Today I want to focus on the new feature from M16 release that enable customer to have a direct access to NSX Manager UI.
This is for me an interesting capability especially because it gives access to a more familiar interface (at least for customers that already utilise NSX-T) and it also reduces the latency involved with the CSP Portal reverse proxy.
In addition, it enables the access to NSX-T TraceFlow which will be very helpful to investigate connectivity issues.
Let’s have a look at this new Standalone UI mode.
Accessing the standalone UI
There are two ways to access the NSX Manager Standalone UI in VMC on AWS:
- Via Internet through the reverse proxy IP address of NSX Manager. No particular rule is needed on the MGW.
- Via the private IP of NSX Manager. It’s the option you will take if you have configured a VPN or a Direct Connect. A MGW firewall rule is needed in that case.
In order to choose between the type of access that fits our needs, we need to select it in the Settings tab of the VMC on AWS CSP console.
There are two ways to authenticate to the UI when leveraging the Private IP:
- Log in through VMware Cloud Services: log in to NSX manager using your VMware Cloud on AWS credentials
- Log in through NSX Manager credentials: log in using the credentials of the NSX Manager Admin User Account (to perform all tasks related to deployment and administration of NSX) or the NSX Manager Audit User Account (to view NSX service settings and events)
Both accounts have already been created in the backend and their user name and password are accessible below the URLs.
I have chosen the Private IP as I have established a VPN to my test SDDC.
So prior to accessing the NSX Manager, I have had to create a Management Gateway Firewall rule to allow source networks in my lab to access NSX Manager on HTTPS (the predefined group NSX Manager is used as a target).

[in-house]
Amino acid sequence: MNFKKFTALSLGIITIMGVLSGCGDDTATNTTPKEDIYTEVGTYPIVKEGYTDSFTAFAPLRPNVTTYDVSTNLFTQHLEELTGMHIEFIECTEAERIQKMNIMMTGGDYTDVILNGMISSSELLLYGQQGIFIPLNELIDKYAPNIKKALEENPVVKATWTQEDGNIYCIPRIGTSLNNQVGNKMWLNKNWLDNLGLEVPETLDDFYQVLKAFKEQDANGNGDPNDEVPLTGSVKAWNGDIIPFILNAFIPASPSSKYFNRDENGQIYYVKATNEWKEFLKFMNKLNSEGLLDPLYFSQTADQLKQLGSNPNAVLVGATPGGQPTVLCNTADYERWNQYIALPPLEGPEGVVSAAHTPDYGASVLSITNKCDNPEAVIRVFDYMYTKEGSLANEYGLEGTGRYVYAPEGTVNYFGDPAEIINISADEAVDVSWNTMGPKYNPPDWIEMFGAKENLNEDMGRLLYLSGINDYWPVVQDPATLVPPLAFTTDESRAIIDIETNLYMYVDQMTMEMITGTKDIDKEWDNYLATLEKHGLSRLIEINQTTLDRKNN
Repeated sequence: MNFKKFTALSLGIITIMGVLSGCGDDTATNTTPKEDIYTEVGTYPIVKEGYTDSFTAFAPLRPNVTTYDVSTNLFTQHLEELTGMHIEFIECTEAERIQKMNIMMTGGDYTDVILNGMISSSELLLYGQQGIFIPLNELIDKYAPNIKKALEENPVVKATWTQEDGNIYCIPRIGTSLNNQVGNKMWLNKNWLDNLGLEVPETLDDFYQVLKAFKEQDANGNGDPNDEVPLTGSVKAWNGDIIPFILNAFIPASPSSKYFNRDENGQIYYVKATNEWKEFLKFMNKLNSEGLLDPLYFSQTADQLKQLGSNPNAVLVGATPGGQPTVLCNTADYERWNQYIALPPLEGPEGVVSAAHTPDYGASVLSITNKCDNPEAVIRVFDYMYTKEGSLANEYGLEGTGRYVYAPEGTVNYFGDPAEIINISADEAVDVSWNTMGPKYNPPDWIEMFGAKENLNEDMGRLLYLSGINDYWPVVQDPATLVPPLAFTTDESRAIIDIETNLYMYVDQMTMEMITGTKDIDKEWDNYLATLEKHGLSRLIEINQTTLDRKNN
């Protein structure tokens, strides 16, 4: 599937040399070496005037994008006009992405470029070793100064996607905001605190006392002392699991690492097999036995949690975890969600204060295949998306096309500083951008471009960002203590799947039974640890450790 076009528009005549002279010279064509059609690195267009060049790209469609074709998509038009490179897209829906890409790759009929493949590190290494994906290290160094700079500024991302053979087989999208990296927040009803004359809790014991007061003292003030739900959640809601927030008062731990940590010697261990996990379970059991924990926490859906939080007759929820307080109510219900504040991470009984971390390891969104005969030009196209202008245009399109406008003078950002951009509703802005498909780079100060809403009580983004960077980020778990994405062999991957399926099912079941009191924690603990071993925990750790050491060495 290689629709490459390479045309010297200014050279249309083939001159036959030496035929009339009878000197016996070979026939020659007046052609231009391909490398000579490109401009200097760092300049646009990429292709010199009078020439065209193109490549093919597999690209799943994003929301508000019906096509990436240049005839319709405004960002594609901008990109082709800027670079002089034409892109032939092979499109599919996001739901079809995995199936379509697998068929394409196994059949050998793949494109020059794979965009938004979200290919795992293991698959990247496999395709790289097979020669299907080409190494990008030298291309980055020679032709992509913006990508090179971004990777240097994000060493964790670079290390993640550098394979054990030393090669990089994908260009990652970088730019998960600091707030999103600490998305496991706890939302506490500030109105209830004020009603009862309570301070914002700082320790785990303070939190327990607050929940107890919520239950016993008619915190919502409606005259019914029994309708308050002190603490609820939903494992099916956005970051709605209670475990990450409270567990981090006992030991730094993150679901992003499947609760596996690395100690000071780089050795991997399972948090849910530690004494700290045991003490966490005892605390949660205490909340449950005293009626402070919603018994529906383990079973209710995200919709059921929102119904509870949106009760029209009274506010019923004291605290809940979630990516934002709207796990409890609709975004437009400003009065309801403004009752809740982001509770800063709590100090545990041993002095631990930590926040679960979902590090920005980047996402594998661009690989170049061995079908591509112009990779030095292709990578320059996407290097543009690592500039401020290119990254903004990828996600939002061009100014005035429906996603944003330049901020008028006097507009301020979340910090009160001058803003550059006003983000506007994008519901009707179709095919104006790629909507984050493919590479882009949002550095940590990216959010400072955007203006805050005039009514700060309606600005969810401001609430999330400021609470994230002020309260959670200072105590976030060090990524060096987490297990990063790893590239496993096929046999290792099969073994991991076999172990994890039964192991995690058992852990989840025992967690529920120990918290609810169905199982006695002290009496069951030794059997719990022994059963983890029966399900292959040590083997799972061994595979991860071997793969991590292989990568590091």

Navigating the standalone UI
I started by clicking on the first URL here:
After a few seconds, I am presented with the NSX Manager UI:
This tab will give you access to configuring the Connectivity options, Network Services, Cloud Services, IP Management, or Settings.
Basically the settings can be accessed in read only or read/write mode.
Keep in mind you will not have more rights or permissions to modify settings than if you were editing it from the CSP Console.
VPN and NAT options are accessible with same capabilities as from CSP console.
The Load Balancing options is there and is usable only if you have Tanzu activated in your cluster.
For example, for the Direct Connect you can change the ASN number or enable VPN as a backup.
For Transit Connect, you can have a look at the list of Routes Learned or Advertised.
Public IPs allow for requesting new IP addresses for using them with HCX or a NAT rule.
Let see what’s possible to do from the Segments menu.
I was able to edit the settings of one of my segment DHCP configuration.
I was also able to edit my Policy Based VPN settings.
All the other options are reflecting what we can already do in the CSP Console.
This Menu is divided into two parts:
- East-West Security that gives access to the Distributed Firewall rules and Distributed IDS/IPS configuration,
- North-South Security covers internal traffic protection and the Gateway Firewall rules settings.
Nothing really interesting here, it’s pretty much the same as from the CSP Console as you can see here:
On the Distributed IDS/IPS, I can review the results of my previous penetration testing that I did in my previous post.
This tab is covering:
- Services: this where you’ll configure new protocol and services you want to leverage in the FW rules
- Groups: group of Virtual Machines for Management FW rules and Compute Gateway rules
- Context Profiles: you can basically add new FQDNs useful for the DFW FQDN filtering feature, AppIDs for Context Aware Firewall rule, and set up Context Profiles.
- Virtual Machines: list all the VMs running an attached to segments with their status (Stopped, Running, …)
- Containers: will show Namespaces and Tanzu Clusters.
Plan and Troubleshoot tab
The tab is covering:
- IPFIX: this where you’ll configure new protocol and services you want to leverage in the FW rules
- Port Mirroring: this permits to setup a target collector VM and then replicate and redirect all trafic from a logical port switch to it for analysis purpose
- Traceflow: very nice feature to monitor and trouble shoot a trafic flow between two VMs and to analyze the path of the trafic flow.
The last one is a feature not existing on the current VMC on AWS CSP Console and which is to my opinion worth having a look at.
Let’s have a look more deeply into what this brings onto the table in my next post.